Rick Joyner’s Word For the Week: The Weapon of Gentleness

Whether we can accept this about ourselves or not, we all try to make God into our image at times.

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Jesus said, “Take My yoke upon you and learn from Me, for I am gentle and humble in heart…” (Matthew 11:29). It is extraordinary that the first thing Jesus says that we need to learn from Him is gentleness. This elevates gentleness to a high priority, and we must seek to know His definition of gentleness.

We often think of gentleness as being mild-mannered, or the kind of carefulness that could hold a baby bird and not injure it. We can see this gentleness in Jesus as He healed the sick, as He taught and led those who were like sheep without a shepherd, as He drew the little children to Himself. But was He also being gentle when driving the money changers out of the temple? Or when He was confronting the Pharisees for their hypocrisy?

We must conclude that He was gentle even in these situations, but how can that be? In Romans 11:22 we are told to “Behold then the kindness and severity of God.” God is both kind and severe. He is not one of these one day and the other the next, but He is both kind and severe all of the time. His kindness does not negate His severity, and neither does His severity negate His kindness. His severity is a part of His kindness, and His kindness is severe.

Whether we can accept this about ourselves or not, we all try to make God into our image at times. Perhaps the height of human presumption is to think that God thinks just like we do. However, His ways are much higher than our ways. When we read that He is a jealous God, for example, we often relate this to human jealousy that is selfish and fearful. God’s jealousy is not, but His jealousy is for our sake, and for the sake of His glory and holiness. This is not to just defend these aspects of His nature, but these are the foundations of truth and life. We are even told that Jesus was declared the Son of God by power and the resurrection by “the Spirit of holiness” (see Romans 1:4).

How could the Lord’s treatment of the money changers and His rebukes for the Pharisees have been a manifestation of His gentleness? Consider that Elijah called down fire on soldiers just for insulting him, and this insult to the temple of God, and to the Son of God Himself was far more grievous than what was done to Elijah. In light of a number of previous acts of God, we would have to consider Jesus’ response to both the money changers and the Pharisees to be very mild and gentle.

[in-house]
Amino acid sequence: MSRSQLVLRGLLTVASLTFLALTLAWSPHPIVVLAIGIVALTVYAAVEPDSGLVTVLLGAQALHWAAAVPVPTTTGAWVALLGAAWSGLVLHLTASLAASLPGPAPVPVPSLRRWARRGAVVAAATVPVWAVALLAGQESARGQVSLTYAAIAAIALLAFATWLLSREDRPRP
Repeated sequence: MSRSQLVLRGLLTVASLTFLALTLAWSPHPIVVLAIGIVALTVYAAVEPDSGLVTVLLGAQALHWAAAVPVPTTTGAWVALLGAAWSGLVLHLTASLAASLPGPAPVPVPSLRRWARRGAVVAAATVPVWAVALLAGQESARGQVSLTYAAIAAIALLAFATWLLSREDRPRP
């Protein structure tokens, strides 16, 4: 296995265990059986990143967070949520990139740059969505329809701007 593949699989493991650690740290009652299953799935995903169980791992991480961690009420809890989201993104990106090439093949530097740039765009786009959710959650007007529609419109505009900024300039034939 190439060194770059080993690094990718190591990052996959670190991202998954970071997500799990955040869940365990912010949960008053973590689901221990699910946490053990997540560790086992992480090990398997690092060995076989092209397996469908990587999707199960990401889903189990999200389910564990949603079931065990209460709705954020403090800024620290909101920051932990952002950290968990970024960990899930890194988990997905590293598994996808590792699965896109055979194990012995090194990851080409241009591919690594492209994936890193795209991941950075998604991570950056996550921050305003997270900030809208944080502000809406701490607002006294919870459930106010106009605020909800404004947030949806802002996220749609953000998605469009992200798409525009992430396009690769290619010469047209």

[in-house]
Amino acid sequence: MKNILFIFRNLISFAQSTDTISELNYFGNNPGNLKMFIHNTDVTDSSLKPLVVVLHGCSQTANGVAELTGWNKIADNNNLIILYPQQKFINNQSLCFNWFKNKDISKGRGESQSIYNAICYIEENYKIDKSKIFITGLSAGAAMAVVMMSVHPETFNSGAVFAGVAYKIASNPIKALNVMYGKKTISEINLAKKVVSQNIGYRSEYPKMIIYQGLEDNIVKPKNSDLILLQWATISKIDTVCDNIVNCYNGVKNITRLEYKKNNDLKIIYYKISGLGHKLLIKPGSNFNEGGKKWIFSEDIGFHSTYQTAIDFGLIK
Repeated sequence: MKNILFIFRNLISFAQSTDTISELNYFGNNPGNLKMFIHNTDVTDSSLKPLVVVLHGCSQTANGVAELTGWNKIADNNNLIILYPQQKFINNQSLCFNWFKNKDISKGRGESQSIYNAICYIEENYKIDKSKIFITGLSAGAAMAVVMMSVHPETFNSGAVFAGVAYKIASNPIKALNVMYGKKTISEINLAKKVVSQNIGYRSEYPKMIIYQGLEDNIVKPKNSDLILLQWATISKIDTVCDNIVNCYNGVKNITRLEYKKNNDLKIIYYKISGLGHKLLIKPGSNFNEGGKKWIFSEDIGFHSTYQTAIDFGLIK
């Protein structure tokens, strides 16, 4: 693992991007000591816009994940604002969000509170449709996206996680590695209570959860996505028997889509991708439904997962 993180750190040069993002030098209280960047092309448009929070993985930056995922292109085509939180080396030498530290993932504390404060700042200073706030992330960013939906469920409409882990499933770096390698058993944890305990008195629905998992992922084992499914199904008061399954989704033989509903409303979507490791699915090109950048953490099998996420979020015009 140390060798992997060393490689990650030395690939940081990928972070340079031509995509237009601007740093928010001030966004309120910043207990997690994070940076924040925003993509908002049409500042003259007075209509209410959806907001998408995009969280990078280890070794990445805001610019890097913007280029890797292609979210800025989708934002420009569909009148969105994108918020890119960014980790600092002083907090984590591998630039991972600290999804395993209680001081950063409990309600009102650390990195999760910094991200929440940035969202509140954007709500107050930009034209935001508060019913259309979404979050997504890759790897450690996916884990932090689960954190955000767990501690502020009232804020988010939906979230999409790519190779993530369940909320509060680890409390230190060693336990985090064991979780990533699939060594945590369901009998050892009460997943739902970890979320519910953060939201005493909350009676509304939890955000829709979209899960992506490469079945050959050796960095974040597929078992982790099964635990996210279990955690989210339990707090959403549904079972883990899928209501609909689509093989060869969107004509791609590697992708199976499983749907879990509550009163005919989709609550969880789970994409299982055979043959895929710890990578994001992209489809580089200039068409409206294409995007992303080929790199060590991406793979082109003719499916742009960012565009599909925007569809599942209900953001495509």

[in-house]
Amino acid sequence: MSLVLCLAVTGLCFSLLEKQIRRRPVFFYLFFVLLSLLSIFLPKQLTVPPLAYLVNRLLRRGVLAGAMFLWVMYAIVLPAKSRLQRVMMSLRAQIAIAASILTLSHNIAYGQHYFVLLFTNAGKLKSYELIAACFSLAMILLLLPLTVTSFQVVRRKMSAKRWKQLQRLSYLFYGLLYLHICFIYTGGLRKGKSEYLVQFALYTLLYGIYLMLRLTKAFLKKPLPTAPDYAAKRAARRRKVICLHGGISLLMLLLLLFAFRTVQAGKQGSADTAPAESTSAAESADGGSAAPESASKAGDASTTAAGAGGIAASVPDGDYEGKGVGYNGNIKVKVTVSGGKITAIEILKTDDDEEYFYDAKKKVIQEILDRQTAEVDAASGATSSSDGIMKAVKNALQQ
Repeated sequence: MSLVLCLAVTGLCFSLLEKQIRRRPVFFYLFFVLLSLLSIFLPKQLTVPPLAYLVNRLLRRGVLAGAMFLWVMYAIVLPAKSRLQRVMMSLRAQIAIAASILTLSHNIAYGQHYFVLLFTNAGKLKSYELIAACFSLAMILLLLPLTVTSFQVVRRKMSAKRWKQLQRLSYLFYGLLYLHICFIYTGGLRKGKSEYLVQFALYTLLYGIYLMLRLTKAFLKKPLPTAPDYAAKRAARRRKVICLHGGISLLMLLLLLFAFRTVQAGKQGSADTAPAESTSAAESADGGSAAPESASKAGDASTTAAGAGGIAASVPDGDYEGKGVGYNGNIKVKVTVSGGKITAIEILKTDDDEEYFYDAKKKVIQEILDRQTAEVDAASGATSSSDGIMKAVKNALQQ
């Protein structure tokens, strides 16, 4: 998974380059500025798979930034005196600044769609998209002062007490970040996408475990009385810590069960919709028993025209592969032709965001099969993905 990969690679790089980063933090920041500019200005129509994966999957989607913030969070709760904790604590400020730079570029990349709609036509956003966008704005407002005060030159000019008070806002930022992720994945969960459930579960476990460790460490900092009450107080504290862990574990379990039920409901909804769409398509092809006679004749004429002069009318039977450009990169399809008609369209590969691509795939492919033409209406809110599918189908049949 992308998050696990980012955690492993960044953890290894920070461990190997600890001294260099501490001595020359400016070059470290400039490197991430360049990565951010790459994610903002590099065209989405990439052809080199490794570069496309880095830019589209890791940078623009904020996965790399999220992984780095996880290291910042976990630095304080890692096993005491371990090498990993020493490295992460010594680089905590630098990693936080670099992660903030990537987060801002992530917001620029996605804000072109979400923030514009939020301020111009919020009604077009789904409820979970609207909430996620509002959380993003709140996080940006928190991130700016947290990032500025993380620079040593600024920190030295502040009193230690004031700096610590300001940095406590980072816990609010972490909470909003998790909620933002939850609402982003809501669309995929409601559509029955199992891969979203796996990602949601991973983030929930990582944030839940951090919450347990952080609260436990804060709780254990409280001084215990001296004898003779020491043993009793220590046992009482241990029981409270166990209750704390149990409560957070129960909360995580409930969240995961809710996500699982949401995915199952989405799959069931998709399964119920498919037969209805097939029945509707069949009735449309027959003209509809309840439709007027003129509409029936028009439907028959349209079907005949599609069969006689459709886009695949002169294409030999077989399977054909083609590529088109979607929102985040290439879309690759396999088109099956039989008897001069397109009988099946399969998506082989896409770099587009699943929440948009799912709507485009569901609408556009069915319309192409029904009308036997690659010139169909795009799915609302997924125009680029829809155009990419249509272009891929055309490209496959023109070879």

Our human tendency is toward dualistic thinking that tends to perceive in extremes. So we can consider one type of behavior to always be kindness or severity that can only be rightly discerned when we consider the setting and the timing. As great a prophet as Elijah was, he was not the Son of God, and Jesus was incredibly gracious to those who attacked and insulted Him in comparison.

There is another aspect to gentleness that is often a magnificent demonstration of noble character—good manners. This is why those who have good manners are called “gentlemen” or “gentle ladies.” Good manners are basically a way that we honor and show respect for others. They have become so rare in these times that when they are seen they can stand out even more as those who are of a different spirit. Since the Lord said that as we treat even the least of His people He will regard it as the way that we treat Him; we should be treating everyone with the highest respect and good manners.

It seems like the world was a far gentler and friendlier place when good manners were considered essential behavior. The degrading of manners in America has been in parallel to the way we have allowed God to be removed from our culture, only to be replaced by increasing disrespect and intolerance for others, and has increased into rage and violence.

To be truly gentle does not mean that we become timid mealy-mouthed pushovers. Jesus was not but boldly stood up to His accusers, calling them hypocrites, until it was time to go to the cross. Then He stood mute before them. Since His exhortation was to learn from Him we, too, must keep in mind that there is a time for peace and a time for war (see Ecclesiastes 3), there is a time to respond to accusations and opposers, and a time not to. Even when it is time to challenge our opposers we must keep in mind that we are sons and daughters of the King, and must conduct ourselves with the dignity of those of His household.




© 2021 by Rick Joyner. All rights reserved.


This is an updated edition of a post originally published on MorningStar Ministries

Featured Image by LUM3N from Pixabay

Rick and Julie Joyner founded MorningStar Ministries in 1985. It is a diverse and expanding international ministry that began with the biblical mandate of Matthew 24:45-46:

“Who then is the faithful and sensible slave whom his master put in charge of his household to give them their food at the proper time? Blessed is that slave whom his master finds so doing when he comes.”

Rick has authored more than fifty books, including The Final Quest TrilogyThere Were Two Trees in the GardenThe Path, and Army of the Dawn. He is also the Founder and Executive Director of MorningStar Ministries, a multi-faceted mission organization that includes Heritage International MinistriesMorningStar UniversityMorningStar Fellowship of Churches and Ministries. Click here to take a look at Rick’s latest Rant #ricksrants

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About the Author

MorningStar Ministries is a Kingdom Winds Contributor. They are a diverse and expanding international ministry founded by Rick and Julie Joyner in 1985. MorningStar's goal is to help strengthen the church by helping believers become the strongest Christians possible, and therefore true light and salt in the earth.